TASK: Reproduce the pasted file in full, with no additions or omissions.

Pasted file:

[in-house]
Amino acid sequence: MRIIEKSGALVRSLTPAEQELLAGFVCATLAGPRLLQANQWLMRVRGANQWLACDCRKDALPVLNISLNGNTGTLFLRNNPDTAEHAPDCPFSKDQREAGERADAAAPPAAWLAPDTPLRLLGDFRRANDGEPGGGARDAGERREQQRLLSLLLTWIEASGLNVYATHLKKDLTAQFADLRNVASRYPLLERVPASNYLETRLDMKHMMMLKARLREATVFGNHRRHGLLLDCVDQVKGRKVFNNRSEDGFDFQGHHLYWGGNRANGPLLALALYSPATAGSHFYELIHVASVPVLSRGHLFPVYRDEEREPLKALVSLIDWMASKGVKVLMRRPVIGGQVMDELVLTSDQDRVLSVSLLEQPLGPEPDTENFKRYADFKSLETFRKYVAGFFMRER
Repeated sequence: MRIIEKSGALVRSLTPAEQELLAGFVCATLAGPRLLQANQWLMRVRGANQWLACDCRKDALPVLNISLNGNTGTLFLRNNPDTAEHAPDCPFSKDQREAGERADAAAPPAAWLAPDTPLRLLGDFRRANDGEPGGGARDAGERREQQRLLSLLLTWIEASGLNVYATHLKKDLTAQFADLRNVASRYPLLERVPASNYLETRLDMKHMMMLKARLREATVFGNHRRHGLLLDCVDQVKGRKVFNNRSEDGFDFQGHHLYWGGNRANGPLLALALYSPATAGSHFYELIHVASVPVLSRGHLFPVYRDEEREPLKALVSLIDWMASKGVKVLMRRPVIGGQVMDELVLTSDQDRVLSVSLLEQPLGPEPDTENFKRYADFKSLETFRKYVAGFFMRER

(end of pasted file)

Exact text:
[in-house]
Amino acid sequence: MRIIEKSGALVRSLTPAEQELLAGFVCATLAGPRLLQANQWLMRVRGANQWLACDCRKDALPVLNISLNGNTGTLFLRNNPDTAEHAPDCPFSKDQREAGERADAAAPPAAWLAPDTPLRLLGDFRRANDGEPGGGARDAGERREQQRLLSLLLTWIEASGLNVYATHLKKDLTAQFADLRNVASRYPLLERVPASNYLETRLDMKHMMMLKARLREATVFGNHRRHGLLLDCVDQVKGRKVFNNRSEDGFDFQGHHLYWGGNRANGPLLALALYSPATAGSHFYELIHVASVPVLSRGHLFPVYRDEEREPLKALVSLIDWMASKGVKVLMRRPVIGGQVMDELVLTSDQDRVLSVSLLEQPLGPEPDTENFKRYADFKSLETFRKYVAGFFMRER
Repeated sequence: MRIIEKSGALVRSLTPAEQELLAGFVCATLAGPRLLQANQWLMRVRGANQWLACDCRKDALPVLNISLNGNTGTLFLRNNPDTAEHAPDCPFSKDQREAGERADAAAPPAAWLAPDTPLRLLGDFRRANDGEPGGGARDAGERREQQRLLSLLLTWIEASGLNVYATHLKKDLTAQFADLRNVASRYPLLERVPASNYLETRLDMKHMMMLKARLREATVFGNHRRHGLLLDCVDQVKGRKVFNNRSEDGFDFQGHHLYWGGNRANGPLLALALYSPATAGSHFYELIHVASVPVLSRGHLFPVYRDEEREPLKALVSLIDWMASKGVKVLMRRPVIGGQVMDELVLTSDQDRVLSVSLLEQPLGPEPDTENFKRYADFKSLETFRKYVAGFFMRER